59. Maintaining the integrity of coastal ecosystems and protection of biodiversity in these ecosystems was challenging because of the great range of biological, physical and socio-economic pressures involved, as well as the complexity of sectoral and institutional arrangements. Integrated coastal management or integrated coastal area management (ICM) was a comprehensive, multi-sectoral and integrated approach to the planning and management of coastal areas. Article 10 of the Code concerned the integration of fisheries into coastal management in order to assist in achieving the rational and sustainable use of scarce coastal resources. It addressed the issue of how the fisheries sector could be integrated into ICM planning so that interactions between the fisheries sector and other sectors could be taken into account in the establishment of management policy and practice with regard to the sustainable use of coastal resources.
60. This presentation provided an overview of the broad principles of ICM and article 10 of the Code, reviewed the current status of ICM and coastal fisheries management in the Pacific Islands and explored how coastal fisheries management in the region could be integrated into broader management and planning for the sustainable use of Pacific Island coastal resources, in line with the principles enshrined in article 10 of the Code. A copy of the paper on which the presentation was based is attached as Appendix M.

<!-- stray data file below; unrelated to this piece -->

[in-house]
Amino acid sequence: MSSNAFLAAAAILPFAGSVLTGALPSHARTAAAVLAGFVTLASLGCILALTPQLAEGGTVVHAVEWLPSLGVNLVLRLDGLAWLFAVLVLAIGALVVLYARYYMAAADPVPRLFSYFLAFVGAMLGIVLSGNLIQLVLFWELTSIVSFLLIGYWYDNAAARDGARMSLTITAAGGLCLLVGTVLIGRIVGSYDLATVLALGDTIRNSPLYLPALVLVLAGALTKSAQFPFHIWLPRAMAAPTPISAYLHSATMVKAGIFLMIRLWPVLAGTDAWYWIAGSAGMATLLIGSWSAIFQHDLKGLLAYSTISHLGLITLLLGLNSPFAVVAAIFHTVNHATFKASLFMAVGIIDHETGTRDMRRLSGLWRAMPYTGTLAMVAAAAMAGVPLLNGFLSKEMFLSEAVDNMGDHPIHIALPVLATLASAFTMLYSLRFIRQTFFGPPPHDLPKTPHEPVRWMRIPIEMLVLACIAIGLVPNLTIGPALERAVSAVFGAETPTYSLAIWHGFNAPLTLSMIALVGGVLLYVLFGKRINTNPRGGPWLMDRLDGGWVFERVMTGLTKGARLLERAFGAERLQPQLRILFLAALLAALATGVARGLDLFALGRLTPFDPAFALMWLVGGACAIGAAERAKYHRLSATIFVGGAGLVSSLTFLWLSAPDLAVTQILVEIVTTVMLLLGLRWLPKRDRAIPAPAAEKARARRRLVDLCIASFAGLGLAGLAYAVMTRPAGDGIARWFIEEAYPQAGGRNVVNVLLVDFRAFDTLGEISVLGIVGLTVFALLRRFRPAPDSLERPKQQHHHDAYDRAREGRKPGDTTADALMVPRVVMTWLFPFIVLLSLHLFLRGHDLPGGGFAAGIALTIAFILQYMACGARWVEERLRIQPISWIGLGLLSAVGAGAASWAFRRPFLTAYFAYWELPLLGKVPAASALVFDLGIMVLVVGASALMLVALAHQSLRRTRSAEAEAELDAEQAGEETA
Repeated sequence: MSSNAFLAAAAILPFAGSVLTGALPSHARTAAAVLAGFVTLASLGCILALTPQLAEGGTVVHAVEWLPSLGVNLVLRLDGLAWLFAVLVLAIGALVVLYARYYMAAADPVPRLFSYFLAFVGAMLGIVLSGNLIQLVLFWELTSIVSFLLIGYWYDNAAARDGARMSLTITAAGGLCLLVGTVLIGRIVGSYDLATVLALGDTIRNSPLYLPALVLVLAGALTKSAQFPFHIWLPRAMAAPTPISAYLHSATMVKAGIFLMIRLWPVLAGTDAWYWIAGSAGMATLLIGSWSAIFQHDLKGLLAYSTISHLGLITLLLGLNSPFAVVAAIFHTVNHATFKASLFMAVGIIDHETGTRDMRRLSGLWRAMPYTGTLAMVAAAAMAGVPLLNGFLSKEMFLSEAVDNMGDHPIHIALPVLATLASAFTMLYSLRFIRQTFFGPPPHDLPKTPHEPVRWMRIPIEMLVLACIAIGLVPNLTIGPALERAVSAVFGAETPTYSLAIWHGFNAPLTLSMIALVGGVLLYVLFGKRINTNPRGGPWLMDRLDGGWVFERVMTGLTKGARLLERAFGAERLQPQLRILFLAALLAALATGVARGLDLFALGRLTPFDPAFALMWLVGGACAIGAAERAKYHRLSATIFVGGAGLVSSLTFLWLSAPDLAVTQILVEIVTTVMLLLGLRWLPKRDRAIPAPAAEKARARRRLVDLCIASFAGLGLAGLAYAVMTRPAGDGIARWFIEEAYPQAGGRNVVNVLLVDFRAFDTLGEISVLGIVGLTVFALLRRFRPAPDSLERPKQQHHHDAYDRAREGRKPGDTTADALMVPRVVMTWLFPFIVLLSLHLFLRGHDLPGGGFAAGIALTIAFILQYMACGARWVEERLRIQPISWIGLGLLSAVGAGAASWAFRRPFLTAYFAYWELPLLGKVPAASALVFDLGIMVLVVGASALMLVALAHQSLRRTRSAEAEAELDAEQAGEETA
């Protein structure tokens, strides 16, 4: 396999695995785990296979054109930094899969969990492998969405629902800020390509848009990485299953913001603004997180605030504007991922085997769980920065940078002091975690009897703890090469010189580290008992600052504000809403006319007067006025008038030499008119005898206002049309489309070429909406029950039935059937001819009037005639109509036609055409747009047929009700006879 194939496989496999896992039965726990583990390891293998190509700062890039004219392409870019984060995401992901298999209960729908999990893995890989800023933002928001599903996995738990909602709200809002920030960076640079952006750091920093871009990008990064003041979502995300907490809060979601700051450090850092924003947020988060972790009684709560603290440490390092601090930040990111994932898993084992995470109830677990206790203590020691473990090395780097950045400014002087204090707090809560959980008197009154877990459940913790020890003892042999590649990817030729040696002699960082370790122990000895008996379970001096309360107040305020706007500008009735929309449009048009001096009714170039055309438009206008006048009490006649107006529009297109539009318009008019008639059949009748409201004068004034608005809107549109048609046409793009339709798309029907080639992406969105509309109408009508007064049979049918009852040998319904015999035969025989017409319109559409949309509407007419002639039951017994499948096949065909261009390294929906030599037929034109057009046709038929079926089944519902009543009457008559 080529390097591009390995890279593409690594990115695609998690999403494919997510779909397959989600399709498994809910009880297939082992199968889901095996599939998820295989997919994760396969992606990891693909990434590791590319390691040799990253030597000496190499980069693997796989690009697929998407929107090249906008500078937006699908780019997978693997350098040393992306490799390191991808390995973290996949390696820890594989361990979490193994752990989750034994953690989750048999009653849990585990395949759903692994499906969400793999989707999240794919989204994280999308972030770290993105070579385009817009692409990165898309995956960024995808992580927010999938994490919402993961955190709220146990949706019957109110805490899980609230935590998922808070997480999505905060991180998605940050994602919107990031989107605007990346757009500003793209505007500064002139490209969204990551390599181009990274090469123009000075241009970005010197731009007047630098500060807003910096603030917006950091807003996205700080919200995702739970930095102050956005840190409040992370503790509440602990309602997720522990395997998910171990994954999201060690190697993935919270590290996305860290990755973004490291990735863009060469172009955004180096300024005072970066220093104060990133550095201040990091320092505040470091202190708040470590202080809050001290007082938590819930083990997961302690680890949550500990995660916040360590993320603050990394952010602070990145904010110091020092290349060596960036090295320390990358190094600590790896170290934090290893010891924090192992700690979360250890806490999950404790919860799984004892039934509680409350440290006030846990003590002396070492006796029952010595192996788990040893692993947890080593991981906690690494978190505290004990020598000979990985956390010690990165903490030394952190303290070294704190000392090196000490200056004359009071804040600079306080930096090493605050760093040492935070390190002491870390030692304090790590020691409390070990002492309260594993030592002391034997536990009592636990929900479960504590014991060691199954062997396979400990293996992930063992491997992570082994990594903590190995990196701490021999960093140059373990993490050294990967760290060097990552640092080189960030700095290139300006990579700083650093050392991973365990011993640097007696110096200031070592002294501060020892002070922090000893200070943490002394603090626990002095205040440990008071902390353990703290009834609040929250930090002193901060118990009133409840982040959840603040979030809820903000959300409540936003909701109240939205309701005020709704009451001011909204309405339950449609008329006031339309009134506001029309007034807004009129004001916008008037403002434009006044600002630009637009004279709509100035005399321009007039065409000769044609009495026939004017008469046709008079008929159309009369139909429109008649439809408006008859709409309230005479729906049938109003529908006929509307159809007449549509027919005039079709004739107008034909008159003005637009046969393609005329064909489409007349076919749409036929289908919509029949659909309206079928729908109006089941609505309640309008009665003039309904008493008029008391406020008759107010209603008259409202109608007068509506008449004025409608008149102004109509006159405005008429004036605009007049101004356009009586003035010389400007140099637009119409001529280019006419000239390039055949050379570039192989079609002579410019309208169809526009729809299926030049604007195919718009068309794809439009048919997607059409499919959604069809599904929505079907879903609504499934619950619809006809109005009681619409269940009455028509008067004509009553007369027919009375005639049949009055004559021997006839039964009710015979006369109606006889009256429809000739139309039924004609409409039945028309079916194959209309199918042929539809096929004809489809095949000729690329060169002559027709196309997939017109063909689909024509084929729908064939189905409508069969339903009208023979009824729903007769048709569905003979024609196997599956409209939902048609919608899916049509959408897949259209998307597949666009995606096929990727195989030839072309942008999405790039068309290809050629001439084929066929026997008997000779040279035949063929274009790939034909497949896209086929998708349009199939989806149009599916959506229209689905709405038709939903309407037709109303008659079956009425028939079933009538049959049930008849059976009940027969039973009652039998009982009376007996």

61. Participants acknowledged the challenges faced in the Pacific Islands with respect to the integration of fisheries into coastal area management and that all of the issues discussed in article 10 of the Code were relevant. Referring to the 2002 FAO survey on the implementation of the Code, the Workshop noted that the focus of responses was on offshore matters and that more attention needed to be directed towards management and the implementation of measures for coastal areas. The Workshop considered the roles that fishery managers and other stakeholders should play in improving ICM.